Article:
John D. Rockefeller. Henry Ford. Andrew Carnegie. Bill Gates.
Few today would dispute that Gates is on a par with the great business figures of history. His genius melds deep technical knowledge, strategic business thinking and the force of personality that only a few figures have ever commanded--and to which none of his peers has come close.
Gates remains chairman of Microsoft, but on June 27 he steps down from day-to-day activities at the company--a software empire, really, with an estimated 84,000 employees and $68 billion in annual revenue. Moving forward, Gates will spend the bulk of his time on the Bill & Melinda Gates Foundation.
Starting from programming a time-shared minicomputer via teletype nearly four decades ago, Gates changed computing, changed business and changed our lives. Along the way, he amassed America's greatest current fortune--much of which he is, like the business giants of yesteryear, devoting to charity.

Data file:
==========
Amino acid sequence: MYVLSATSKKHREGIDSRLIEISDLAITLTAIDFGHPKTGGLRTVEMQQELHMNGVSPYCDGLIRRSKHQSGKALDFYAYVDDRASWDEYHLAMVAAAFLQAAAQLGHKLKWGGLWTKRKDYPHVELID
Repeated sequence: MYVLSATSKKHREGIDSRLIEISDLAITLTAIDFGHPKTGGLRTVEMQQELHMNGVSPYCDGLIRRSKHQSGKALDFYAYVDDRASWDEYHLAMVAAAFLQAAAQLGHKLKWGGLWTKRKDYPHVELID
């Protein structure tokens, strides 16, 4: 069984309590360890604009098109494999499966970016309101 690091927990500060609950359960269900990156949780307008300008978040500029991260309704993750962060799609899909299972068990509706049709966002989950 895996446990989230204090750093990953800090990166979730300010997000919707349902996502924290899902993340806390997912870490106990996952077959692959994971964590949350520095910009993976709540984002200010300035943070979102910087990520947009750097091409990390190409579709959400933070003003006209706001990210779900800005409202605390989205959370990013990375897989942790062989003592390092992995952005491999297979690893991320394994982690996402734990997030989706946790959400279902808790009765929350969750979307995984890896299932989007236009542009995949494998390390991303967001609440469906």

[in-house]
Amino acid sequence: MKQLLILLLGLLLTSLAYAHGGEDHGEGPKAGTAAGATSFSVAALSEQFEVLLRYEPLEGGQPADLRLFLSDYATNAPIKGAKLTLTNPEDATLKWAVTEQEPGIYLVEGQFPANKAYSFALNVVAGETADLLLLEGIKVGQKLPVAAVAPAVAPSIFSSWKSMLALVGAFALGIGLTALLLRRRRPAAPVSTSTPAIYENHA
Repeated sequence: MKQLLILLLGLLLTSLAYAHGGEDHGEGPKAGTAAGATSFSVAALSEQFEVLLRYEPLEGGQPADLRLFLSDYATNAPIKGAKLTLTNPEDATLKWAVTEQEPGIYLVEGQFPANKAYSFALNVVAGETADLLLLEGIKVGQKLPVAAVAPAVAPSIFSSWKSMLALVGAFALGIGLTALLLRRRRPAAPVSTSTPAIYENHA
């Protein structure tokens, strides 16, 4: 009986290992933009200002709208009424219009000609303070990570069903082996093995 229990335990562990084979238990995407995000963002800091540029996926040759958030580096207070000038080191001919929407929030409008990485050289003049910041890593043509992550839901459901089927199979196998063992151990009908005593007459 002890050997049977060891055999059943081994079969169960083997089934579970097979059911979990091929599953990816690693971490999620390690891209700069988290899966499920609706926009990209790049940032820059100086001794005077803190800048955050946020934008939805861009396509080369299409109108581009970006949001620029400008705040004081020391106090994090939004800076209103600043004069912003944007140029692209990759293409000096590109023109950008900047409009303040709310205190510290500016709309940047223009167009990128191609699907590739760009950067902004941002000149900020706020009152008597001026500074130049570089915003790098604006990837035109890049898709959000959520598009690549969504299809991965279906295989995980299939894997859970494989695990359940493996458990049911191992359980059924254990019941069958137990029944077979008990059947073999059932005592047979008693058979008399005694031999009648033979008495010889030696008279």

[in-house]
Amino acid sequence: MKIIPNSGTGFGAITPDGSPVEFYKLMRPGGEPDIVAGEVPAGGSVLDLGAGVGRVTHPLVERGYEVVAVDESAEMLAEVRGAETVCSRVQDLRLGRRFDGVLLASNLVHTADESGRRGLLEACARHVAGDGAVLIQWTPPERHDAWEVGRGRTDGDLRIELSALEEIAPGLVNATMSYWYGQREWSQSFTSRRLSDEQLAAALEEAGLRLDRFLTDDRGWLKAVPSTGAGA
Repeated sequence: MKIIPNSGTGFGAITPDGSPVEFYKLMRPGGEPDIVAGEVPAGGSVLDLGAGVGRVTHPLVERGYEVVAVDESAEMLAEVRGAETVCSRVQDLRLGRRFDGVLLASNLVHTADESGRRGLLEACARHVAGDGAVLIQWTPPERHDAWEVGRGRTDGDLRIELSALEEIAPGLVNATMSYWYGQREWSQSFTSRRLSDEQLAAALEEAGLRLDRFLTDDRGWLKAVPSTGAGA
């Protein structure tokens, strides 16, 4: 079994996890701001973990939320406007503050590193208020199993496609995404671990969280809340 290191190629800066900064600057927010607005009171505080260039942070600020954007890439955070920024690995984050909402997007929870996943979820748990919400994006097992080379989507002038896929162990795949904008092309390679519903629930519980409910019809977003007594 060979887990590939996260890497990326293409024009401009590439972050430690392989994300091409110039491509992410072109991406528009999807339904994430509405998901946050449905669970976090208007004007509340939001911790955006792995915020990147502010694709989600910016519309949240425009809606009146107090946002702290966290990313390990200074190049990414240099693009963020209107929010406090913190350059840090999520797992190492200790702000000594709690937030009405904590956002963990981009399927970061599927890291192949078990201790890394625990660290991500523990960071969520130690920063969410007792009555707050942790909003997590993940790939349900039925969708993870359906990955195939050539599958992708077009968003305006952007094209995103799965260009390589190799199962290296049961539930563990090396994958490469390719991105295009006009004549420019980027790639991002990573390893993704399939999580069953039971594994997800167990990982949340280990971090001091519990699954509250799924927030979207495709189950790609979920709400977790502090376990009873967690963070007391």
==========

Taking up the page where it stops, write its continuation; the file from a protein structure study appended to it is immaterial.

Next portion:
While many of Gates' computer industry contemporaries have been technologically brilliant, few of those bright minds have had excellent, or even good, business sense.
Conversely, there have been many stellar business executives in the technology industry, but few, if any, industry stars with the same hard-wired passion for technology as Gates.
But, despite Gates' love of programming, which took hold when he was a teenager, the balance he struck between business and technology always tilted toward business--and, above all, profit.
"Gates had technical and business knowledge that no one else really had," said Erik Brynjolfsson, the Schussel Family Professor at the MIT Sloan School of Management and director of the Center for Digital Business at MIT. "His technical knowledge was great, but the success of Microsoft was due to his business knowledge and skill, even more than technical knowledge. He was absolutely brilliant, going beyond cutting-edge economic theory. He pioneered new practices and ran circles around his competitors."
The result: a software mega-vendor with a vast array of products--ranging from consumer games to systems management solutions--anchored by a Windows installed base of about 1 billion users and aggressively seeking to maintain its dominance in a Web 2.0 world.